Historian and political scientist Howard Ball has reviewed Steve Suitts’s Hugo Black of Alabama for the Alabama Review. In his review, Ball calls the work “outstanding,” noting that Suitts “has painted a portrait that does not avoid the warts and the impulses; he depicts the good and the bad realistically in this successful effort to give his audience … a clear sense of who Hugo Black was and why he acted the way he did.”
Hugo Black of Alabama: How His Roots and Early Career Shaped the Great Champion of the Constitution is a definitive study of Justice Black’s origins and early influences. Black came out of hardscrabble Alabama hill country, and he was further shaped in the early twentieth-century politics of Birmingham, where he rose to the U.S. Senate and the Supreme Court. One of the book’s controversial conclusions is that in the context of Birmingham in the early 1920s, Black’s joining of the KKK was a progressive act, and this startling assertion is supported by an examination of the conflict that was then raging in Birmingham between the Big Mule industrialists and the blue-collar labor unions. Black went on to become a staunch judicial advocate of free speech and civil rights, making him one of the figures most vilified by the KKK and other white supremacists in the 1950s and 1960s.
From Howard Ball’s review:
Steve Suitts’s excellent biography of the young Hugo, covering the years from his birth in 1886 through the 1926 Senate race, graciously provides answers to the “puzzlement.” Suitts gives the reader an intimate, well-written, and meticulously researched account of Black’s life from his birth in rural Clay County, Alabama, to his prosecutorial and lawyerly successes in Birmingham. In doing so, the author thoroughly analyzes the effect of these years on the future member of the U.S. Supreme Court.
Several books have examined Black’s life in Alabama. Certainly, Virginia Hamilton’s Hugo Black: The Alabama Years (Baton Rouge, 1972) is a highly regarded resource. In my judgment, given my own familiarity with Hugo Black’s life (based on my research for The Vision and the Dream of Justice Hugo L. Black: An Examination of a Judicial Philosophy [Tuscaloosa, 1975], Of Power and Right: Hugo Black, William O. Douglas, and America’s Constitutional Revolution [New York, 1992], and Hugo Black: Cold Steel Warrior [New York, 1996]), Suitts’s book best explores Hugo Black’s development as an outstanding jurist and interpreter of the U.S. Constitution and federal statutes …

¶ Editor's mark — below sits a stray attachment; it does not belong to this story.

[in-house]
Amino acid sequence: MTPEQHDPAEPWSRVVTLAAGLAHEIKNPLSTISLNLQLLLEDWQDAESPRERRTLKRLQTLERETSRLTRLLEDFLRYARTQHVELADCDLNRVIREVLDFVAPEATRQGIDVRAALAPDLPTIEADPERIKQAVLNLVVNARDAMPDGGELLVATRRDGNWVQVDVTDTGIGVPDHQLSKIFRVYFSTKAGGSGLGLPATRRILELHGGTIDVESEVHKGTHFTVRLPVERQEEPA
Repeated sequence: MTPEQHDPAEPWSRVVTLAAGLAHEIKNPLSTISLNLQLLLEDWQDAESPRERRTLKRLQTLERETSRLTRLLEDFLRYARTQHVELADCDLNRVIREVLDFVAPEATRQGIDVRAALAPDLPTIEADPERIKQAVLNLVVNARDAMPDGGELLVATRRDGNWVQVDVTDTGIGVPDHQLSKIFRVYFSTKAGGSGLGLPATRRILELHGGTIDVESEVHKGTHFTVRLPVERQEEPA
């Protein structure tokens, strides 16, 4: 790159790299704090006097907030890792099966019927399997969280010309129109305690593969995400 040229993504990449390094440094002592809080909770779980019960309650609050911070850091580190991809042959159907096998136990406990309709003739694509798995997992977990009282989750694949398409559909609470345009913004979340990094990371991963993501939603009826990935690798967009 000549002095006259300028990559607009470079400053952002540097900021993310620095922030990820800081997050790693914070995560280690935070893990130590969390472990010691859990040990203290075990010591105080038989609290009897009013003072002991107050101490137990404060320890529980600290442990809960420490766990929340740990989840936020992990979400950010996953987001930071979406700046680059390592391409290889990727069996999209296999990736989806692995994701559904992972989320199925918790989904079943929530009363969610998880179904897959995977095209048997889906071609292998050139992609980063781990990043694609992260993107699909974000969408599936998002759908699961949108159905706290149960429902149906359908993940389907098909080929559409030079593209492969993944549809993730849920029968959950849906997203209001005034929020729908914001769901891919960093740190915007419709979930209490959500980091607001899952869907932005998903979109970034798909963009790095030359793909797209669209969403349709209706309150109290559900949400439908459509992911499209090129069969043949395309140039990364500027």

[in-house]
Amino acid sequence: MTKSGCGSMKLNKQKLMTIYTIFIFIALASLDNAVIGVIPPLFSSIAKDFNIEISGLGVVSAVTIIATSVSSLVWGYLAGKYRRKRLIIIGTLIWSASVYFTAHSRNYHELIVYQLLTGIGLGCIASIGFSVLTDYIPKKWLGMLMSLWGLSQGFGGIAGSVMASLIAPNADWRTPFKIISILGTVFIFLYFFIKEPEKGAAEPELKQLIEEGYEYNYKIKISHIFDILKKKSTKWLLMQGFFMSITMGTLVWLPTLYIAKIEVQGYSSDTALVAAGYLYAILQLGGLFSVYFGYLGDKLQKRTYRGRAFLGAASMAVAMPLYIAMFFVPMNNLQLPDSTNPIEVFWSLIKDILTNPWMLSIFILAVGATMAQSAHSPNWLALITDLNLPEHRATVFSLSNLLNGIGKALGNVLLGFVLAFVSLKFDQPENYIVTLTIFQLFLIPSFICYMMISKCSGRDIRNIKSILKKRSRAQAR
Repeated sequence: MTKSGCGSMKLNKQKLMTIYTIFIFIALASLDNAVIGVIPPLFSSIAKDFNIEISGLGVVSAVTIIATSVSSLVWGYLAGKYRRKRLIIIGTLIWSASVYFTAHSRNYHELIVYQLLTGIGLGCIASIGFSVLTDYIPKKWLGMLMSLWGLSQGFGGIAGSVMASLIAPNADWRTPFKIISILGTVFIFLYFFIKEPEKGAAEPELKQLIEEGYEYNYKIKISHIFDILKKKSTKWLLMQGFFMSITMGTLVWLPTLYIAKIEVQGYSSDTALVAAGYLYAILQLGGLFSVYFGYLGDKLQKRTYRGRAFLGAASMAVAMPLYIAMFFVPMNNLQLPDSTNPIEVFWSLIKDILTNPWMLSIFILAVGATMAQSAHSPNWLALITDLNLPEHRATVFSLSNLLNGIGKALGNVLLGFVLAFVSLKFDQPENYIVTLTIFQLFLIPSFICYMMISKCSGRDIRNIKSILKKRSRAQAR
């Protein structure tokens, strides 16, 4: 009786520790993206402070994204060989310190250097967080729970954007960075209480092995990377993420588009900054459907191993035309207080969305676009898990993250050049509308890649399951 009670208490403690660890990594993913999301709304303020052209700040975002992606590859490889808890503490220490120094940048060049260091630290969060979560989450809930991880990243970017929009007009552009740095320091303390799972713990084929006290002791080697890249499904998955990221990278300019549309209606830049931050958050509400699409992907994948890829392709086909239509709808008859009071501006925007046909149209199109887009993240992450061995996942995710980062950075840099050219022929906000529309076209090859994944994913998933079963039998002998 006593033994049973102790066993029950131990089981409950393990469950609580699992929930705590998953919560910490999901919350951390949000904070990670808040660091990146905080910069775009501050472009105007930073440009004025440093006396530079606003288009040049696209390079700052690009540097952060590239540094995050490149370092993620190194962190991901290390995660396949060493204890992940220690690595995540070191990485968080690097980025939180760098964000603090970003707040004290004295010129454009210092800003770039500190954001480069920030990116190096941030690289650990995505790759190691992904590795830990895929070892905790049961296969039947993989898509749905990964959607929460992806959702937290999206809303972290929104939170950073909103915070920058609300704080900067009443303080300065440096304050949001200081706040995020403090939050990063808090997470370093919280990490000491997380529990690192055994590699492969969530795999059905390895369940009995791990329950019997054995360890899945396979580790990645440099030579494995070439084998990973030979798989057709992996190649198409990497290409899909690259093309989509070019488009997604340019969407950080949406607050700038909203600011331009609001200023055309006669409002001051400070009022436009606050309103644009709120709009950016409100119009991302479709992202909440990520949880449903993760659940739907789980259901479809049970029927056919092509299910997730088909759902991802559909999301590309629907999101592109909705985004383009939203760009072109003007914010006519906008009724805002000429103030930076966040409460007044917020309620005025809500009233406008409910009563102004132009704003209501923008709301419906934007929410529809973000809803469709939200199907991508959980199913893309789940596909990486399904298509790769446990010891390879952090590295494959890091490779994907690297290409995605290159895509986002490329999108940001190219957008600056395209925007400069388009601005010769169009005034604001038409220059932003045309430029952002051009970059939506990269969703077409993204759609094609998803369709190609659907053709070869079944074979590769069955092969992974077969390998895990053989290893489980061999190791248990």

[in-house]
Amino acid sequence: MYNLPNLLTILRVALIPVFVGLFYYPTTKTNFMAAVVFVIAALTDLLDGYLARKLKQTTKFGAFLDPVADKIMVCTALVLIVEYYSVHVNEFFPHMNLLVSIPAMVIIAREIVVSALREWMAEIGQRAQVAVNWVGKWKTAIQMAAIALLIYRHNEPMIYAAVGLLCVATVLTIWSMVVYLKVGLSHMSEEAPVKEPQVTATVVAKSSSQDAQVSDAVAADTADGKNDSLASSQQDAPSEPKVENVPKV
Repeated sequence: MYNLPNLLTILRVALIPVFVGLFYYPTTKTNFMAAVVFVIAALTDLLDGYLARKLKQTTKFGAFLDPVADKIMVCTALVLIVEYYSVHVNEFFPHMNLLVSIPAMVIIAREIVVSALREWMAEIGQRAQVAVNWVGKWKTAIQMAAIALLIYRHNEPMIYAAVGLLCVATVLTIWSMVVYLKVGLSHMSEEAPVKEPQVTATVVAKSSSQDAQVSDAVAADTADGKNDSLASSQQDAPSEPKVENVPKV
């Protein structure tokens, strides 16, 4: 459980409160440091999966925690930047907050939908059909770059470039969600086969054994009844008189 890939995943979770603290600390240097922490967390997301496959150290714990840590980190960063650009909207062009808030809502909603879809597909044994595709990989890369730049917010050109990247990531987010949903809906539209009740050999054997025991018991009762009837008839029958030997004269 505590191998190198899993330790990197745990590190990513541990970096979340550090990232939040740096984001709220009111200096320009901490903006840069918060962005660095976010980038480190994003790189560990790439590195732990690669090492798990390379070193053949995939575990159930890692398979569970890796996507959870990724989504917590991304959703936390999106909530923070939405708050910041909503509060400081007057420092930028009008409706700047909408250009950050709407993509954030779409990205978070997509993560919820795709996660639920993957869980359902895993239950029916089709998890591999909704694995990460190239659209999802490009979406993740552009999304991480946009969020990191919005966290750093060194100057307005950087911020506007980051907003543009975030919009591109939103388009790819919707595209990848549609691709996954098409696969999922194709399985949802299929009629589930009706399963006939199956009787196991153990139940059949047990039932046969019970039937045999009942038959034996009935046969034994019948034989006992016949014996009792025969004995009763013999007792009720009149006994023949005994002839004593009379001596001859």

As a scholar who also wrote about these formative years of Black’s life, I was stunned by the quality of Suitts’s research. In preparing the book, he must have spent many months, indeed years, poring over back issues of Alabama newspapers. And this effort has given us a profoundly vibrant view of the social, political, and racial history of late nineteenth and early twentieth century Alabama. Using these original sources as well as more conventional biographical materials (letters, Black’s marginalia in books in his library, etc.), Suitts gives the reader finely crafted descriptions of Black’s experiences and explanations for his paradoxical behavior. For example, as a trial lawyer in segregationist Birmingham in the early 1900s, he used the word “nigger” for effect in civil and criminal trials but subsequently fought for equality for all Americans (see his Chambers v. Florida opinion).
Suitts’s book is a significant addition to the scholarship on the life of Hugo Black. It is required reading for anyone interested in discovering the roots of Hugo Black’s jurisprudence.
Visit the Alabama Review at their website, www.auburn.edu/~bamarev/. The full review is available from the following link. The Alabama Historical Association, founded in 1947, is the oldest statewide historical society in Alabama. The Association sponsors The Alabama Review, two newsletters each year, a state historical marker program, and several Alabama history awards. More information on the Association is available at www.archives.state.al.us/aha/aha.html.
Hugo Black of Alabama is available directly from NewSouth Books, Amazon.com, or your favorite local or online book retailer. Learn more about Supreme Court Justice Hugo Black at hugoblack.com.